Name: Howard Givner

Founder & CEO, Event Leadership Institute

Last year you predicted the road back to meeting might be bumpy and that it could be 2023 before things are back to “normal.” Were you surprised by the way it ultimately played out?

“Bumpy” seems like a pretty good description of the road back, doesn’t it? In our State of the Industry webinar last January, I predicted recovery wouldn’t start until Q4 2021, and that there was a large anti-vax population in the U.S which could create problems and prolong the pandemic. I think both of those have proven pretty accurate. What I didn’t predict was how political some state governors would get in banning mask mandates and proof of vaccination, which has created unnecessary confusion for planners.

As for “normal,” I think we’re still figuring out what that means, and there are two major variables in play here.

1. Companies are wrestling with how much to push employees to come back to the office vs. work remotely. This will have a huge impact on events, diminishing some traditional events, while creating a whole slew of new ones to weave an increasingly remote workforce into the company culture.

2. Planners are grappling with which events should be in person, virtual or hybrid. And if hybrid, do both audiences need to have the same content? Should they be charged different prices? Does the networking need to be between or within audiences?

What’s been the biggest learning curve for traditional meeting planners to master virtual content progams?

There’s a slice of the event community that views virtual events as a temporary Band-Aid to hold us over until they can go back to planning in-person events. Some of this is denial, but some of it is about people just not wanting to get out of the comfort zone they’ve been in for so long. Those who leaned in early and adapted have thrived.

For them, the biggest learning curve has been coaching their speakers on the differences between theatrical (in person) and cinematic (virtual) presenting, which range from stark to subtle.

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ELI is developing a microcourse that planners can send their speakers to, which will provide insights on presenting to each audience, along with tips on how different people learn, best practices for slides, and other skills.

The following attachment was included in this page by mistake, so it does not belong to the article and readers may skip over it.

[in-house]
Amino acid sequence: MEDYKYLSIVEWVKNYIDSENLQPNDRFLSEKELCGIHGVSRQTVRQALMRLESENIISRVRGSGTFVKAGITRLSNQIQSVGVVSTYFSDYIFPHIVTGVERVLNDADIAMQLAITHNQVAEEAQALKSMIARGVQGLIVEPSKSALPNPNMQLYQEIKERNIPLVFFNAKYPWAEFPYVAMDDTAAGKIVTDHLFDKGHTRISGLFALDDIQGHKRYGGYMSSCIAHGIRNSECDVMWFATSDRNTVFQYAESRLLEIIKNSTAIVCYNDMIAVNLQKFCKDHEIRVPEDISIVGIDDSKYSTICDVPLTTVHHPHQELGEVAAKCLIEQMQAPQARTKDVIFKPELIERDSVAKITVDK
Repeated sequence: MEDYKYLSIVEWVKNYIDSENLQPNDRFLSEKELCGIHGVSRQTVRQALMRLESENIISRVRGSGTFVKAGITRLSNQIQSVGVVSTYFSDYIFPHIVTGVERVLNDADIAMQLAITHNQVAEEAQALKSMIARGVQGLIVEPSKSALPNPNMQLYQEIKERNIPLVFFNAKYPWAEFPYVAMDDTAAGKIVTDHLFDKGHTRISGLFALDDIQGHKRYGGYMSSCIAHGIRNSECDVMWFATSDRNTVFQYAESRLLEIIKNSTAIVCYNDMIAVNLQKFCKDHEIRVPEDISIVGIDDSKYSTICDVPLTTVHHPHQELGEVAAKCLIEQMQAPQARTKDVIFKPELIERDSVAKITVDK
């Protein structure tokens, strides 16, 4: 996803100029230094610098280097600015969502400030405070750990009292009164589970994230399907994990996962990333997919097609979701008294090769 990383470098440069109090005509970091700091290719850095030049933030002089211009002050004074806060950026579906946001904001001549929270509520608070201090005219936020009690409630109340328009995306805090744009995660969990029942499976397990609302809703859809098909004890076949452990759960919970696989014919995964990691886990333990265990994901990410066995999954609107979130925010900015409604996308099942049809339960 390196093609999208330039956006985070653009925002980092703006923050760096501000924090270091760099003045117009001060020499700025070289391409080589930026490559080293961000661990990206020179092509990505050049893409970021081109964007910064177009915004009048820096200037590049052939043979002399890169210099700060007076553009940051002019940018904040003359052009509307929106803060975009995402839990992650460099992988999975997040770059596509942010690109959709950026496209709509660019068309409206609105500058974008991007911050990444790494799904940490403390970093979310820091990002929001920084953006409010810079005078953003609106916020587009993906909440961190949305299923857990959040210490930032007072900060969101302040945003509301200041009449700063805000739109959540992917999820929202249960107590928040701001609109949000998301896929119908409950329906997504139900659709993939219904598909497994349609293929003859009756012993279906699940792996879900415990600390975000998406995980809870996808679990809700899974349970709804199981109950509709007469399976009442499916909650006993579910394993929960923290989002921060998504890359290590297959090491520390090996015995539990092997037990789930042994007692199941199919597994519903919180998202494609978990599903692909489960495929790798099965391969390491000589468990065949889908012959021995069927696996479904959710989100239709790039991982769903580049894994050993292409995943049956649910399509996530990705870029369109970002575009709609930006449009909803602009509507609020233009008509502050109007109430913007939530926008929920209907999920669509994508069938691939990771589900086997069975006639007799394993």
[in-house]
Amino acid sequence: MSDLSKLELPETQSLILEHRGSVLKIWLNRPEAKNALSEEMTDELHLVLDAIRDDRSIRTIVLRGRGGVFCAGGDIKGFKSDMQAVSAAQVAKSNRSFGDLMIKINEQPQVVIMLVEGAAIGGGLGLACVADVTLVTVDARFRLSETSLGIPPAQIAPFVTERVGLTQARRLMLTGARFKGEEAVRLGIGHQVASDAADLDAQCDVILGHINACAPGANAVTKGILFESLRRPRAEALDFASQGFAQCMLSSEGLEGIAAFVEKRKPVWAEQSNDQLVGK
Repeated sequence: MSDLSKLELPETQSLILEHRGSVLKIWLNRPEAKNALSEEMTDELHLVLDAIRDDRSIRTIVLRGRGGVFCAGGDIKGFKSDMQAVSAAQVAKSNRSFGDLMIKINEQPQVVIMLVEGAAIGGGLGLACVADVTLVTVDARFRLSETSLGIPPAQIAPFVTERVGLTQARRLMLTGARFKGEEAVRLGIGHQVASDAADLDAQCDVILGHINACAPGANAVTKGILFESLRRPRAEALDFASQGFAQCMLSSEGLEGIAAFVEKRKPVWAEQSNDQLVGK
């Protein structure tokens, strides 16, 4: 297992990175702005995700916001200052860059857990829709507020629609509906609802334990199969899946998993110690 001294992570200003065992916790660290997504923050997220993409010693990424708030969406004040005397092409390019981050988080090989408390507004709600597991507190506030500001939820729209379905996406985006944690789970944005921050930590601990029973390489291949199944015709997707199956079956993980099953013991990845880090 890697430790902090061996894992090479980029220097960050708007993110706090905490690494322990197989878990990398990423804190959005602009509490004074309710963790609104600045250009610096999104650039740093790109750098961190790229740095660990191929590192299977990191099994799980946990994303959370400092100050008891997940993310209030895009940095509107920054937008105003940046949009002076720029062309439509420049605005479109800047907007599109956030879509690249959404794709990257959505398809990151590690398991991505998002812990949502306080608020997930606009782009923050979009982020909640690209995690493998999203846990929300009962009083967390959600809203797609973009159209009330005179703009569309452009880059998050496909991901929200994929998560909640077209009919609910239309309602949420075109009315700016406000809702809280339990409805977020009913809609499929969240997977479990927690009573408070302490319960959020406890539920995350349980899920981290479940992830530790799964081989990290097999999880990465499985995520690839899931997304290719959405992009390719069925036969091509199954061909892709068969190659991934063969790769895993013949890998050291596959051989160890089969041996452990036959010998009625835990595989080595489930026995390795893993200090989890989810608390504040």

Do you think we are better prepared if another disruption happens in the future?

I’d like to think so, but it depends on what the disruption is and how soon it happens. On the one hand, we should all be much nimbler in reacting to change. On the other hand, as Churchill said, “Generals are always prepared to fight the last war,” meaning that we will 100 percent know what to do when the next pandemic hits, but the next disruption will likely be something totally different. Perhaps it’ll be a cybersecurity issue or sweeping changes in privacy laws, or we’ll be slow to react to how artificial intelligence or virtual reality will transform our industry. The pace of change is only quickening, and disruptions will be hitting us faster than ever. The key is to build resilience and forward-thinking into our jobs, events and businesses, and make that mindset part of our standard operating procedures.

What lessons from the last 18 months will make meetings better in the future?

Ah, this is my favorite part. I think there are three key points here.

1. The stoppage of all in-person events during the pandemic has brought intense focus on the value of those events, or lack thereof. In many cases, clients (or other event stakeholders) have realized they can conduct business just fine without an annual event that they’ve held (or attended or exhibited at) every year, almost on auto-pilot. Those events never really proved their ROI, and now they’re in trouble. However, there are others who now know they need those events more than they ever realized. In those cases, the ROI was proven by taking the event away and seeing what was lost. In the future, all events, virtual or in-person, will require greater ROI scrutiny, and that discipline will be a big net-positive change.

2. The rise of virtual events as a new delivery medium is huge. It’s the equivalent of how streaming opened an entirely new revenue and distribution avenue for people who make entertainment.

3. Finally, all the flux and uncertainty we’ve been through, and are still going through, makes the need for a trusted event advisor all the more critical. It will be easier to prove our value in this more complex and changing landscape.